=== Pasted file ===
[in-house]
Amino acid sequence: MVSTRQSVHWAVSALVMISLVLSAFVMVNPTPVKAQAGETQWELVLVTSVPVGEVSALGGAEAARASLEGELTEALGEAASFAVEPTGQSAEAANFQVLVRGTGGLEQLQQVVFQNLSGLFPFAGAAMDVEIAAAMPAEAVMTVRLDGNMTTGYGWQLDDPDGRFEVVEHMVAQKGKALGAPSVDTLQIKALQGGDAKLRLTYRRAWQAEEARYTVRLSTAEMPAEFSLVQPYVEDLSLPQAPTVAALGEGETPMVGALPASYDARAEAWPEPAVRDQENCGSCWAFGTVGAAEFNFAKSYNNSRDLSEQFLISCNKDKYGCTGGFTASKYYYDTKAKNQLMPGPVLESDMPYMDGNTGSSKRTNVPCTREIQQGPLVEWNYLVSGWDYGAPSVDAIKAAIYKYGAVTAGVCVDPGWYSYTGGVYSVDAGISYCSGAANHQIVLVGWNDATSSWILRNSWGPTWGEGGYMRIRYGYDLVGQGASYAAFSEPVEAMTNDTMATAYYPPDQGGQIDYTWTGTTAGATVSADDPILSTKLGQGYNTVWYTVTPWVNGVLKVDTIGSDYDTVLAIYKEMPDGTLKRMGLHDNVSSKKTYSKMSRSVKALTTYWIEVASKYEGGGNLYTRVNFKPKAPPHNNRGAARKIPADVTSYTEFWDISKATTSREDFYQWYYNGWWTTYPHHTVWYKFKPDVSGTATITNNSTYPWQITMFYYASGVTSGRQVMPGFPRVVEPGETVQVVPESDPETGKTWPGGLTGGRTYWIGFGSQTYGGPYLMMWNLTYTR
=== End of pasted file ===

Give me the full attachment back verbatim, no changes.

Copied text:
[in-house]
Amino acid sequence: MVSTRQSVHWAVSALVMISLVLSAFVMVNPTPVKAQAGETQWELVLVTSVPVGEVSALGGAEAARASLEGELTEALGEAASFAVEPTGQSAEAANFQVLVRGTGGLEQLQQVVFQNLSGLFPFAGAAMDVEIAAAMPAEAVMTVRLDGNMTTGYGWQLDDPDGRFEVVEHMVAQKGKALGAPSVDTLQIKALQGGDAKLRLTYRRAWQAEEARYTVRLSTAEMPAEFSLVQPYVEDLSLPQAPTVAALGEGETPMVGALPASYDARAEAWPEPAVRDQENCGSCWAFGTVGAAEFNFAKSYNNSRDLSEQFLISCNKDKYGCTGGFTASKYYYDTKAKNQLMPGPVLESDMPYMDGNTGSSKRTNVPCTREIQQGPLVEWNYLVSGWDYGAPSVDAIKAAIYKYGAVTAGVCVDPGWYSYTGGVYSVDAGISYCSGAANHQIVLVGWNDATSSWILRNSWGPTWGEGGYMRIRYGYDLVGQGASYAAFSEPVEAMTNDTMATAYYPPDQGGQIDYTWTGTTAGATVSADDPILSTKLGQGYNTVWYTVTPWVNGVLKVDTIGSDYDTVLAIYKEMPDGTLKRMGLHDNVSSKKTYSKMSRSVKALTTYWIEVASKYEGGGNLYTRVNFKPKAPPHNNRGAARKIPADVTSYTEFWDISKATTSREDFYQWYYNGWWTTYPHHTVWYKFKPDVSGTATITNNSTYPWQITMFYYASGVTSGRQVMPGFPRVVEPGETVQVVPESDPETGKTWPGGLTGGRTYWIGFGSQTYGGPYLMMWNLTYTR